Here’s my take on the debate, which I did in a piece for LifeZette.
From the article:
Hillary Clinton may have won the debate on points. But this debate was not scored on points.
Clinton was obviously better prepared. Famed for his slash and burn approach to debates, Trump was actually a bit less aggressive than Hillary, allowing her to land more blows while he missed some golden opportunities to slide in the dagger. But therein lies the reason he won the debate.
For Trump, the goal of this debate was not to put points on the board. It was to erase the mainstream media caricature that he is an irrational lunatic who is not fit for the Oval Office. And in that, he succeeded.
This debate was the incarnation of the old maxim: “It’s not whether you win or lose, it’s how you play the game.” And Trump played it like he belonged on the field — which was the main thing he needed to demonstrate.
So what’s your assessment? What do Donald Trump and Hillary Clinton need to do to win tonight’s debate? Who do you think will emerge victorious? Be a pundit in the comment section and let us know what you are thinking about tonight’s historic confrontation.
There are visceral messages conveyed by presidential candidates during debates that can be as important as anything they say.
Richard Nixon was thought to have won the 1960 debates with John Kennedy by those who listened on radio. But those who witnessed Kennedy’s cool demeanor and Nixon’s sweaty visage on their TV screens felt Kennedy had won.
When Ronald Reagan during a 1980 debate demanded to be heard because “I’m paying for this microphone,” his genuine anger and ability to take control of the situation projected strength. When George H.W. Bush glanced at his watch during one of his 1992 debates with Bill Clinton, it confirmed for people the lack of interest and paucity of inspiration that helped sink him against “the man from Hope.”
Donald Trump’s wild appeal to conservatives has always transcended his positions, and during Tuesday night’s Republican presidential debate the basis for this appeal was unmistakable. With every gesture, every facial expression, and every statement, Trump projected strength and decisiveness, the qualities that President Obama lacks and that Republicans will require in their next leader.
When former Florida Gov. Jeb Bush repeated his canned line about Trump not insulting his way to the nomination, Trump brushed it off with an “Oh well” smirk.
“He’s a very nice person, but we need toughness,” Trump said of Bush. “Nobody cares,” he said of Jeb’s whole campaign.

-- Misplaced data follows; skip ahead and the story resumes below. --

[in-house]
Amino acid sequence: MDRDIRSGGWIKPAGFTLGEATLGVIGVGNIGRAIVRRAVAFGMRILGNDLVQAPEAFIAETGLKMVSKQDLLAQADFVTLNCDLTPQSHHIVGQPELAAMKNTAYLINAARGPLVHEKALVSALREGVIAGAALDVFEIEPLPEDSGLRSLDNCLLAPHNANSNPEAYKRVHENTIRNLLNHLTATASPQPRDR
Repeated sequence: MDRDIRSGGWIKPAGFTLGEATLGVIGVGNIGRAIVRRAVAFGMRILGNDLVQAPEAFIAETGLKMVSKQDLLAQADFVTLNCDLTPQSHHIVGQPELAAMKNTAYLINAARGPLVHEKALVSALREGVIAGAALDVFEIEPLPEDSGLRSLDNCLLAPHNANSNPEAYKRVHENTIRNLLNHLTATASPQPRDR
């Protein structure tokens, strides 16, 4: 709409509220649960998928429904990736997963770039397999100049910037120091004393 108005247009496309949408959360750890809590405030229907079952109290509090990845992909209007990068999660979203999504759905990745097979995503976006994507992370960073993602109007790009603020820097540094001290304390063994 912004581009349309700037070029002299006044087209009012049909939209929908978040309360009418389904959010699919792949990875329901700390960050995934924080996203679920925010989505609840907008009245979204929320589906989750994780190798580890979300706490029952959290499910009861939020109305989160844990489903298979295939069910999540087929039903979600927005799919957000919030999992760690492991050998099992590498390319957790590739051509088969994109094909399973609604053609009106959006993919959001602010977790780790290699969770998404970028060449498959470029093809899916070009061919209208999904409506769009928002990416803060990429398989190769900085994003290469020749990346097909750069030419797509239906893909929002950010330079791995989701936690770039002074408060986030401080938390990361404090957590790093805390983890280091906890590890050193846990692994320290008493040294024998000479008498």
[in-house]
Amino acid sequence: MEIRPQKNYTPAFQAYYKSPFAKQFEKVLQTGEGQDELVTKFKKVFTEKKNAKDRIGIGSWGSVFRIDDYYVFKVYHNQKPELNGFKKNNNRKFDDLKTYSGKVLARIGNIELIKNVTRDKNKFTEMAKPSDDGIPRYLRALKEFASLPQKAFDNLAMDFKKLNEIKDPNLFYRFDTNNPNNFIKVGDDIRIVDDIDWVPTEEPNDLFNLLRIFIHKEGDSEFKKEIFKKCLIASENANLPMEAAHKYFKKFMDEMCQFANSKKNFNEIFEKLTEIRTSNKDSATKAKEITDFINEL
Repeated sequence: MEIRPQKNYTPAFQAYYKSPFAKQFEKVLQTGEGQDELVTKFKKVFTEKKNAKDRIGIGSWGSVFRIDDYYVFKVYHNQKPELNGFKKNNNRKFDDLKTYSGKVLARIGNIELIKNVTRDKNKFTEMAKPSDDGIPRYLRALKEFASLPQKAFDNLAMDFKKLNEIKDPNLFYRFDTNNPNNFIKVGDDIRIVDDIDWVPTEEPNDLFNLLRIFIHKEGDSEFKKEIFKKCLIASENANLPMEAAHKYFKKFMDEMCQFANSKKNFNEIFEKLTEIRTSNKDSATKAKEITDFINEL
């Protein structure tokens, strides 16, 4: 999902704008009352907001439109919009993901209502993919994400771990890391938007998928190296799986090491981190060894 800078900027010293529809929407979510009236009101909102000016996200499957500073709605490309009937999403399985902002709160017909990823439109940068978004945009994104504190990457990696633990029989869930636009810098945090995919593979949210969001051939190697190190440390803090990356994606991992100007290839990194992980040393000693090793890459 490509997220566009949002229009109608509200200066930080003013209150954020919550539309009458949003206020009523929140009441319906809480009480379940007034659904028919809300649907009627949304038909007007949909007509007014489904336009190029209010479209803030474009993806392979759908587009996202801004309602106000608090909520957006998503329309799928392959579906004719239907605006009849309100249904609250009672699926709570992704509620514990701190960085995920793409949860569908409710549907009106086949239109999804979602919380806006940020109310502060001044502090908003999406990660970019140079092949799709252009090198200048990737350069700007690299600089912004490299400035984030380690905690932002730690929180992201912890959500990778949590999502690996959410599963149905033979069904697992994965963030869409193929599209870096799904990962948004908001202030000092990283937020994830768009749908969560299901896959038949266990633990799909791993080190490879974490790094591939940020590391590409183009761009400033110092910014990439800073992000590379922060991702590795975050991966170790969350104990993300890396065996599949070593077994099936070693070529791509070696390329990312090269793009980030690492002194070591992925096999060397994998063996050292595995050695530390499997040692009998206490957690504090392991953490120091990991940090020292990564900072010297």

When audience members booed Trump’s proposal to track Internet activity in Syria and Iraq, an incredulous Trump faced down the audience — and won.
“I just can’t imagine somebody booing,” he said. “These are people that want to kill us, folks, and you’re — you’re objecting to us infiltrating their conversations? I don’t think so. I don’t think so.”
The crowd applauded its own dressing down.
Trump attacked his questioners to their faces while feigning some pathos for Bush.
“I think it’s very sad that CNN leads Jeb Bush, Governor Bush, down a road by starting off virtually all the questions, ‘Mr. Trump this, Mister’ — I think it’s very sad,” Trump said.
Many Republicans know the country needs a pugilist to right the country. Several of the other candidates just didn’t seem to come ready to mix it up in the ring.
“This doesn’t do a thing to solve the problems,”proclaimed Carly Fiorino after Trump noted Bush was moving further away during each debate from center stage, where those polling best stand.
“Pretty soon you’re going to be off the end,” Trump quipped.
“It sounds more and more what my daughter said that in the beginning, all the fighting and arguing is not advancing us,” garbled Ohio Gov. John Kasich.
Republican voters, who have put Trump at nearly 40 percent, know better. They want a fighter.
Conservatives aren’t worried about whether Trump can check every box on the Edmund Burke list of conservative bona fides. He gets important stuff, like controlling immigration, fighting terrorism and avoiding bad trade deals. Those issues resonate, and he knows it.
What conservatives know is that the country’s situation has grown so dire in so many areas that only a personality with steel, vigor, determination and even ruthlessness can possibly make things right. Getting every detail correct — but not having the stamina or forcefulness to carry out the plan — won’t cut it.